Anchors Aweigh Sparkles On DVD

Frank Sinatra, Kathryn Grayson, Gene Kelly. Directed by George Sidney. Aspect ratio: 1.33:1 (original full-frame). Dolby Digital 1.0. 140 minutes. 1945. Warner Bros. 65070. NR. $19.99.

Gene Kelly and Frank Sinatra are sailors on leave in Hollywood—Gene is the playboy; Frank, the shy, sweet guy from Brooklyn—who meet Kathryn, an aspiring singer. Frank thinks she's the ideal girl for him, and Gene tries to help his friend by telling her that Frank is a buddy of pianist-conductor José Iturbi, and can get her an audition with him. Gene hears Kathryn sing, which makes him fall in love with her. Then Frank sings, which makes a waitress from Brooklyn (is there a pattern here?) fall in love with him. Will Kathryn get her audition? Will she sing up a storm? Will Gene and Kathryn end up together? Will Frank realize that he's really in love with the Girl from Brooklyn? Will Gene dance with Jerry the cartoon mouse (of Tom and Jerry fame)? Will there be a big number with sailors singing "Anchors Aweigh"? You betcha!

Anchors Aweigh catches Kelly and Sinatra at the peak of their powers. Kelly's dancing has poise, athleticism, and even greater ease than in Singin' in the Rain and An American in Paris. Sinatra, looking incredibly skinny, does a surprisingly good job of keeping up with Kelly's dancing in one of the numbers, and he sings, as the Girl from Brooklyn says, "like a boid." Kathryn Grayson sings like an angel, and eight-year-old Dean Stockwell (known to fans of Quantum Leap as the lecherous Al) is adorable as her curly-topped nephew.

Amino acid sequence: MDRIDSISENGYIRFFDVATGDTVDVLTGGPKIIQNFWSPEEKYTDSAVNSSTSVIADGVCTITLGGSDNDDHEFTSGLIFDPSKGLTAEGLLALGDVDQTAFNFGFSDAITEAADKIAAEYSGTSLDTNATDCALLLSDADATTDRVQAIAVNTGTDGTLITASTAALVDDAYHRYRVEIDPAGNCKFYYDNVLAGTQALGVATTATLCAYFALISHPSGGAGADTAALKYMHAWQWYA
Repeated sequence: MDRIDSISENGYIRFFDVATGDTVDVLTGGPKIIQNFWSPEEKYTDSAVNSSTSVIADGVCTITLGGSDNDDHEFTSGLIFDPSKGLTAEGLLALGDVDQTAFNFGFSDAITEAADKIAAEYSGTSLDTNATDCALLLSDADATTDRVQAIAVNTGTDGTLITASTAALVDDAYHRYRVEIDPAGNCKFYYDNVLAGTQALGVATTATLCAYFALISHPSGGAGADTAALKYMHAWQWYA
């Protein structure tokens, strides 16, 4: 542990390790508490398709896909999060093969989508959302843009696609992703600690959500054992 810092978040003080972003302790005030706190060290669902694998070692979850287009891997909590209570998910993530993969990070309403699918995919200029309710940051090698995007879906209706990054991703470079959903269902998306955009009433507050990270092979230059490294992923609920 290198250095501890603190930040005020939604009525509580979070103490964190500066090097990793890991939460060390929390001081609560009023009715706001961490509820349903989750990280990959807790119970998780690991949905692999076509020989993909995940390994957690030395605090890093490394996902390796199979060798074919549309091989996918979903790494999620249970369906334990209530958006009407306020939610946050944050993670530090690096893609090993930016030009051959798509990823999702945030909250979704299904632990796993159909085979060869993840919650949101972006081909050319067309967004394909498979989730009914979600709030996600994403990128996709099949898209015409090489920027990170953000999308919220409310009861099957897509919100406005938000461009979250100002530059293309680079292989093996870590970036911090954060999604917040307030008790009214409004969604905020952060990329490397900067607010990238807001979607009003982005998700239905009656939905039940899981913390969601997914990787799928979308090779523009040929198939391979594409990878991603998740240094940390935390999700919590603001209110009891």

Musically, Anchors Aweigh presents an eclectic mixture, including pop versions of tunes by Brahms and Tchaikovsky, some classical piano, "The Donkey Serenade," "The Mexican Hat Dance," and "I Fall In Love Too Easily," one of the most beautiful popular songs ever written, here given its definitive rendition by Sinatra. Kelly's famous dance with Jerry the mouse is amazingly well done, especially considering that this was many years before the technology that would permit Stuart Little. Anchors Aweigh was released just after World War II, and its innocence and renewed optimism are very much of its time. It is dated only in the most charming way. I love it.

The video transfer to DVD is exceptionally well done, detailed without being over-etched, and with vibrant colors. The video quality is good enough that you can easily see the different look of "outdoor" scenes that were shot in an indoor studio vs. the few scenes actually shot outdoors. The mono soundtrack is clear and natural-sounding.